Notes Of A Tour From Damascus To Ba’albek And Hums -- By: J. L. Porter
BSac 11:44 (Oct 1854) p. 649
Notes Of A Tour From Damascus To Ba’albek And Hums
During the early part of the present slimmer (1853), I had intended making a mission tour to the town of Hums, and the Jacobite villages around it; but was prevented from fulfilling my purpose by the pressure of duties in this city. A short interval of leisure occurred after our return from our summer residence at Blûdân; and Mr. Barnett and myself resolved to employ this time in visiting the Christians of Hums, by some of whom our presence and instructions were earnestly sought. We proposed to include in our tour such Christian villages as lay in the line of our routed and that as large a number as possible might be embraced without waste of time, we determined to cross the mountains direct to Ba’albek, and follow the road by Râs, Hurmŭl and Ribleh; and then return, if possible, by way of Sŭdŭd; or, if that should prove impracticable, by the great caravan road to Hasya and Nebk. This latter was the road we were finally obliged to follow.
Tuesday, October 11th. We left Bâb Tûma (Thomas’ Gate) at 12 o’clock, and after half an hour’s ride in a northerly direction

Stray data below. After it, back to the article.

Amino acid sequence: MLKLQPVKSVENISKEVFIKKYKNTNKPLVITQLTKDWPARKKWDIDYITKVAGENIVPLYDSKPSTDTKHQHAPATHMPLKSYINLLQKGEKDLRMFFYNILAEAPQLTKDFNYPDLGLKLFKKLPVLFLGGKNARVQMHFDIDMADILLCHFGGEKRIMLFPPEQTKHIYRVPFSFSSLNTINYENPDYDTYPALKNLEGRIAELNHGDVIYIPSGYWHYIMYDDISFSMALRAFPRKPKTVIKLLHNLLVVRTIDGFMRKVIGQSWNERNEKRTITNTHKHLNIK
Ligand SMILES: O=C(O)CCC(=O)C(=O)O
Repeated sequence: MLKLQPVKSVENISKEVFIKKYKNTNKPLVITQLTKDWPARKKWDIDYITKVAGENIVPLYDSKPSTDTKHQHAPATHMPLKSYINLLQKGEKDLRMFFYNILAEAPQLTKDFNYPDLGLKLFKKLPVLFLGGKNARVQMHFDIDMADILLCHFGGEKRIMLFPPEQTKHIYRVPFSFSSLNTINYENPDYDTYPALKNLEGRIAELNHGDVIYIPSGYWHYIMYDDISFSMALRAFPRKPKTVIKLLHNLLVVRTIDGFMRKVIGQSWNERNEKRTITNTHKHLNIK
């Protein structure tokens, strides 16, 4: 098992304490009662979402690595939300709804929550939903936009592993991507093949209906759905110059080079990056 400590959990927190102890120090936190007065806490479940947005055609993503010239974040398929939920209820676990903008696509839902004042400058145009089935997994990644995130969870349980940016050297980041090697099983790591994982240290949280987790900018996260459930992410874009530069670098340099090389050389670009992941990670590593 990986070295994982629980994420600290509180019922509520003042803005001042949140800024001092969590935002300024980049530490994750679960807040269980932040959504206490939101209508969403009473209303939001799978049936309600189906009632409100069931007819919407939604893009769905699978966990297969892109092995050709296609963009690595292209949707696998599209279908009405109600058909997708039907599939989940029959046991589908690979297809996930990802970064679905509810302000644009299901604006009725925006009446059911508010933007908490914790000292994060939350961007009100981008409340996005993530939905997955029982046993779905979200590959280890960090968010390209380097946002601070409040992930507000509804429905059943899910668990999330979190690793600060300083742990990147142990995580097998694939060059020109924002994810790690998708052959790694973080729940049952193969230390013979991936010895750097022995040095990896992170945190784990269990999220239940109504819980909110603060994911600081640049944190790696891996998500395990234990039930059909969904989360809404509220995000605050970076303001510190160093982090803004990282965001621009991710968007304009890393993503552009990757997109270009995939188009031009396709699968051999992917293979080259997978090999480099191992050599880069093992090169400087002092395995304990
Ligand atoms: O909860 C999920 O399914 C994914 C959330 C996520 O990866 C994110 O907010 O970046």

BSac 11:44 (Oct 1854) p. 650
among the gardens and orchards of Damascus, we crossed the canal Yezîd and entered the open plain beyond. At 1 o’clock we passed through the large village of Burzeh, at the entrance of the wild ravine of Ma’raba. Twelve minutes beyond, we commenced to ascend the low ridge of barren hills that here bounds the plain. We followed the course of an ancient road, now passing through deep cuttings in the white chalky cliffs, and now scrambling up long flights of stairs hewn in the hard limestone. At 1.40 we gained the summit; and here again I enjoyed a prospect which for richness and beauty is not surpassed, if equalled, in Syria. The scene was the same I had gazed on exactly twelve months before; but many of its features had become more familiar to me by visits paid them during the interval. The group of the Tellûl was there on the eastern horizon; but I could now distinguish along their base the dim outlines of the three singular ruins called the Diûra. Far away, south by east, were the mountains of Haurân; and I could now distinctly recognize the lofty conical peaks of Kuleib and Tell Abn-Tumeis, overtopping all others; while, in the plain to the north of this range, I could see the ruin-crowned Tell el-Khale-dîyeh. The bearings of these I noted, testing the accuracy of the compass by measuring their relative angles with the sextant. These bearings are important as determining the relative positions of the city and plain of Damascus, and the mountain range of the Hauran.
From this spot we descended the hill diagonally in a course N. 2...
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